We're in the process of redeveloping our Memo memory assistant as a mobile app, expected to launch Dec. 1st, but we've maintained simplicity as the organizing principle. There are dozens of suitable ten-inch tablets out there now for customers to choose from (not to mention refurbished and used choices) and each one will perform miracles. But when the end user is 80 years old, with at least mild dementia and very limited ability to learn new things, dozens of buttons and icons and choices are merely the source of confusion and frustration. We'll stick to a simple display of information which has been input by family members, with the option of a few touchable icons for weather and the like, with navigation simplified to a single loop that always goes back home. That's enough!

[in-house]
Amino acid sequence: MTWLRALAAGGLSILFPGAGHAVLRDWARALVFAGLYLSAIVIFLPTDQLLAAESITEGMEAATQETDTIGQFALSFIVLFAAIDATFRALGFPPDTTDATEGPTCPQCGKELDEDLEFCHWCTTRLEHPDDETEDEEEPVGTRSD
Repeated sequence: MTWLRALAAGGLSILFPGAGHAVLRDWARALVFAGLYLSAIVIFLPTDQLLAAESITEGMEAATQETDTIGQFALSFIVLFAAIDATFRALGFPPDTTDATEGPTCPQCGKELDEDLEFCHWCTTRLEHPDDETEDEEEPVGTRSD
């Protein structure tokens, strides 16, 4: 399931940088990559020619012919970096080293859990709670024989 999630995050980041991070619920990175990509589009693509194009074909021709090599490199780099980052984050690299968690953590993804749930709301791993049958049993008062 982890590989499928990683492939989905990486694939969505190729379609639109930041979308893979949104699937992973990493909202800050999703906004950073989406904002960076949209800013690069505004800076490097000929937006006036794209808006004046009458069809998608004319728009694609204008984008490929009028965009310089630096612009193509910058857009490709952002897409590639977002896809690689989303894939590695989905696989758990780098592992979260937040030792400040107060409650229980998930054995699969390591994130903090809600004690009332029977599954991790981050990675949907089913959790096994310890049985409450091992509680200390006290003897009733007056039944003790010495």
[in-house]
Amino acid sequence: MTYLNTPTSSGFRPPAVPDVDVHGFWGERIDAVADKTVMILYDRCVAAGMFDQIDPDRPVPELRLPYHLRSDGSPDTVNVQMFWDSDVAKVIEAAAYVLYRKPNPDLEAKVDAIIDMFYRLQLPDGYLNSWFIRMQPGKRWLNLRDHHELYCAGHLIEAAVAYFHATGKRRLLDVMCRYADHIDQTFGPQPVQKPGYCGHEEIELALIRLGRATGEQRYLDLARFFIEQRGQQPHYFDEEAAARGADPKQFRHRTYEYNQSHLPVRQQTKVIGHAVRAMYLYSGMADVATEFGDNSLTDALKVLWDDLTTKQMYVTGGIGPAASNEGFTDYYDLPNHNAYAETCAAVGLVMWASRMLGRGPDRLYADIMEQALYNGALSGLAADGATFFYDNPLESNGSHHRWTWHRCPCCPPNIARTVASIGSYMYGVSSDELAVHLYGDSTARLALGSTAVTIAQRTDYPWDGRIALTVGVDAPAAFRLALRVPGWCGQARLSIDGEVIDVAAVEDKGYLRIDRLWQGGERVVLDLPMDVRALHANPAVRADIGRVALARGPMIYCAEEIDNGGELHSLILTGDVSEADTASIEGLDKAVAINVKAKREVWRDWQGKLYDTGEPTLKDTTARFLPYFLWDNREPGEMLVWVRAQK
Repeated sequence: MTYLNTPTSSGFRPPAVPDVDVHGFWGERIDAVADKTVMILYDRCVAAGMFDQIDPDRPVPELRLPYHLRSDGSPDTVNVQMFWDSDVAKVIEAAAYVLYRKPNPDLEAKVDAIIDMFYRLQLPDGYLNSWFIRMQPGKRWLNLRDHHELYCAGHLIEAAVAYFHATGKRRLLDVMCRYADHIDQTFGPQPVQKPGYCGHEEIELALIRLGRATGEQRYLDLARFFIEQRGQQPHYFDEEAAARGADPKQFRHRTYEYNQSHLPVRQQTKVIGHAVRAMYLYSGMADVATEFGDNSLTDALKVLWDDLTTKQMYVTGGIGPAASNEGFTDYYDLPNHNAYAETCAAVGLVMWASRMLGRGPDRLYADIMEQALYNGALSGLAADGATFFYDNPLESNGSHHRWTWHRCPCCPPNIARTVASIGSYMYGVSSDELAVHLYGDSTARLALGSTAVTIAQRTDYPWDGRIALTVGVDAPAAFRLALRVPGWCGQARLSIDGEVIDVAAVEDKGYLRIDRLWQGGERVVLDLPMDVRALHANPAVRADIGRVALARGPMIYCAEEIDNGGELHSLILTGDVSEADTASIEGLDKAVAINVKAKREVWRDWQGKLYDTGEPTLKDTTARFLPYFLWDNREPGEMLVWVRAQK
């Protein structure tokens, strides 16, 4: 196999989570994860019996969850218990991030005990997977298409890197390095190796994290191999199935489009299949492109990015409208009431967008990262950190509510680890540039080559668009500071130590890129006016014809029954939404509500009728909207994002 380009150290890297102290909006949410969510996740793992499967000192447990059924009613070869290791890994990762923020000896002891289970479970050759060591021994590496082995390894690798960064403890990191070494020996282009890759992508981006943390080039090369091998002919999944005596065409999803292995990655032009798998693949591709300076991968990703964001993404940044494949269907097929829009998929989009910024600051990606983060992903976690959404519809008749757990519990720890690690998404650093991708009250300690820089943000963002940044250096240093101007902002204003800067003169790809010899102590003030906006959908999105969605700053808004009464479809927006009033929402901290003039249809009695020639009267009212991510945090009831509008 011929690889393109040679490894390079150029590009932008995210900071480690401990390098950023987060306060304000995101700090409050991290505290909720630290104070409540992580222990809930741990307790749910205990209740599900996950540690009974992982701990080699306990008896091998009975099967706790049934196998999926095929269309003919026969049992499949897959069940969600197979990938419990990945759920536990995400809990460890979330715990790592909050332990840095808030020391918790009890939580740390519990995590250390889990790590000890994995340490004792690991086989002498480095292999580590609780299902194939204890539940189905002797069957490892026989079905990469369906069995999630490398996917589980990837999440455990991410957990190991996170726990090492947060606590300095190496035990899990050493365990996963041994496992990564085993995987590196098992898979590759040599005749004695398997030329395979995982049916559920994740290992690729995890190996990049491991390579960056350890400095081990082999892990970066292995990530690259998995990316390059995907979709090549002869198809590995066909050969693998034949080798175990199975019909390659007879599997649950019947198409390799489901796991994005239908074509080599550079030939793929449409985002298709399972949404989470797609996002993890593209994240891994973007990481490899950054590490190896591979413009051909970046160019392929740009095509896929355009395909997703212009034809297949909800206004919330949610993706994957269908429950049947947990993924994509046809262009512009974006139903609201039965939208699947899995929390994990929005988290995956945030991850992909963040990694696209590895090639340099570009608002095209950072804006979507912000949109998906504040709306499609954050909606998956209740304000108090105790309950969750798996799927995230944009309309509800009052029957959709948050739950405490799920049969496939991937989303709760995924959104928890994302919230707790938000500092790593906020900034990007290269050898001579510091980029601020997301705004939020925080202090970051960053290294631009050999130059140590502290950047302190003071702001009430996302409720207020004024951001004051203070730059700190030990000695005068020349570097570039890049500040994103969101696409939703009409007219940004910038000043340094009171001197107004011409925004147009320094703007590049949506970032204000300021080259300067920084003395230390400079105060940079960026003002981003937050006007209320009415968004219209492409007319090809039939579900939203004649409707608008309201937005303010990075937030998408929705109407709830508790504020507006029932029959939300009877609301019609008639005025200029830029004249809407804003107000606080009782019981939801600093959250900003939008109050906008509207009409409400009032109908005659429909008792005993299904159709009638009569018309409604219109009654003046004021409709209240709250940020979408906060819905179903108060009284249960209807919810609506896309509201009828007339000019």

Merilee Griffin
President, Memo Touch

I got my mom a Galaxy S3 and used this launcher to simplify things a great deal:

The main purpose was so I could keep track of her location using this awesome free service:

BTW, the family locator isn't great on an iphone because it doesn't run as a service, which means if you reboot the phone, or it closes, it doesn't start right back up. Of course on an iphone, you can use 'find my iphone'

Thanks for this great resource.
Mike in Philly!